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Xeno Taylor-Fontana ’11

A picture of Xeno Taylor-Fontana

Xeno Taylor-Fontana ’11, February 1, 2011, at the summit of Sherman Peak in the Sierra Nevada of California. Xeno was so eager to get to Reed that he didn't even wait his high school graduation ceremony, but hopped on a bicycle and pedaled solo 3,800 miles all the way from Trumansburg, New York, to Portland, hauling 150 pounds of gear. He thrived at Reed, developing a strong interest in political philosophy and theories of authority. Following his junior year, he took a leave of absence and went on an epic bike trip with Alex Ragus ’11 and Marie Perez ’12 from Portland to Quito, Ecuador. Xeno's father, philosopher Richard Taylor, died when Xeno was 16, and Xeno adopted his father's admiration for stoic philosophy. “He had very high, exacting, and uncompromising standards for himself and for every aspect of his life,” writes his mother, Kim Fontana. “He worked hard physically and intellectually and he wanted to be the best, not to be better than others—he cared nothing for that—but because he thought it was important to his personal integrity, his purpose, his responsibility, what one does. Anything he valued, he valued absolutely. He was also fundamentally a romantic. He believed in transcendent beauty, and he believed it was achievable in this life. In fact, it was hard for him, and ultimately intolerable, I believe, for things to be less than beautiful and perfect.” Late in January, Xeno disappeared from campus, drove to the Sierra Nevada of southern California, abandoned his car, hiked several miles through deep snow to the summit of Sherman Peak, and took his own life. In a letter to his friends, his mother wrote: “I would ask each of you to care for each other, not just now, as you grieve together for your friend, but as you go through your lives. Gentleness in your treatment of each other and of yourselves is wisdom. We are all imperfect, foolish, and sometimes vain. Still, we are what we have to offer each other. Please give of yourselves to each other freely and with kindness. Try to remember Xeno with fondness and love. That's all we can do now.” Survivors include his mother, Kim Fontana; “vice” mother, Calista Smith; his brother, Todd Taylor; grandparents; and many friends at Reed.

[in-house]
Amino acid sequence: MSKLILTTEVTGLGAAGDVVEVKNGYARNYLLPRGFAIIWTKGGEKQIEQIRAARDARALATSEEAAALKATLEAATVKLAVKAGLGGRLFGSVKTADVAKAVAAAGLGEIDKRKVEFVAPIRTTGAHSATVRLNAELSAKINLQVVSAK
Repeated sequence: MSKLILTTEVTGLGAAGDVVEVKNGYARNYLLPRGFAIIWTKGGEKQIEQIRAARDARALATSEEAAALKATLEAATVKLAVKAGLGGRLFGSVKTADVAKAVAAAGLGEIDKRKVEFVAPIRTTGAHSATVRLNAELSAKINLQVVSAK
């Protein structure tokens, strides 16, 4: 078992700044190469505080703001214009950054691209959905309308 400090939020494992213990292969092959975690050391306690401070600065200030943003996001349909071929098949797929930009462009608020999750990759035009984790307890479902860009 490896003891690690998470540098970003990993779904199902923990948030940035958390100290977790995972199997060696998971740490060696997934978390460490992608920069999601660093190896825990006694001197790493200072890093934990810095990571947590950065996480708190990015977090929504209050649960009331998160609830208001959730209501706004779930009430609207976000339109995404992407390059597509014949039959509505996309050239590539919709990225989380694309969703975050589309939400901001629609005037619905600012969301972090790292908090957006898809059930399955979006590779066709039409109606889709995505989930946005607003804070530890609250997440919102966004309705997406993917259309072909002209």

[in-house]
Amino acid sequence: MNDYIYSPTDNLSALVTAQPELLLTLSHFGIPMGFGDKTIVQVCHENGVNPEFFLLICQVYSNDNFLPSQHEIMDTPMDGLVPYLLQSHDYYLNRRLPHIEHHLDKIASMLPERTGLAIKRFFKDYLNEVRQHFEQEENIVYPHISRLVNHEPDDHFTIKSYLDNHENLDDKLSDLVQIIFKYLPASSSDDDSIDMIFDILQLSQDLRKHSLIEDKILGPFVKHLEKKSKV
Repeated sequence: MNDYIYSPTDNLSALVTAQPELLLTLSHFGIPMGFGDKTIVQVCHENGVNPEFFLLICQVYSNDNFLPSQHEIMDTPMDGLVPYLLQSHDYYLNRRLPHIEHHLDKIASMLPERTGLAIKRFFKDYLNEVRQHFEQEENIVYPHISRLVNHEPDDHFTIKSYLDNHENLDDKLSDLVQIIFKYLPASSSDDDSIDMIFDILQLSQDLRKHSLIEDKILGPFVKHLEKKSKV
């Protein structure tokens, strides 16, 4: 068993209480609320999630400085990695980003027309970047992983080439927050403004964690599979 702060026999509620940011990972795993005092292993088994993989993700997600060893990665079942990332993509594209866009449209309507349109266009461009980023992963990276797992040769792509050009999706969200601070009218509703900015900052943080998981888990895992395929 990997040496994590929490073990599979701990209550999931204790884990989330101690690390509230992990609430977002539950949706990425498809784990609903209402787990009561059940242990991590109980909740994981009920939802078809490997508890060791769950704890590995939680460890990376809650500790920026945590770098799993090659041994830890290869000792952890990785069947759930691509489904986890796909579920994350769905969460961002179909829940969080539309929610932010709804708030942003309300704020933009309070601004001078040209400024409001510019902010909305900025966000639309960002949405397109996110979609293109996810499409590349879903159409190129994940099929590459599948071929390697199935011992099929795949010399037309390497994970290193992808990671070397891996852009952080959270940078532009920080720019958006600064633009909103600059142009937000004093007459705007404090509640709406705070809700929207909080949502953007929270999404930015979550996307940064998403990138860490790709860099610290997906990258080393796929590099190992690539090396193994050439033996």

Appeared in Reed magazine: June 2011

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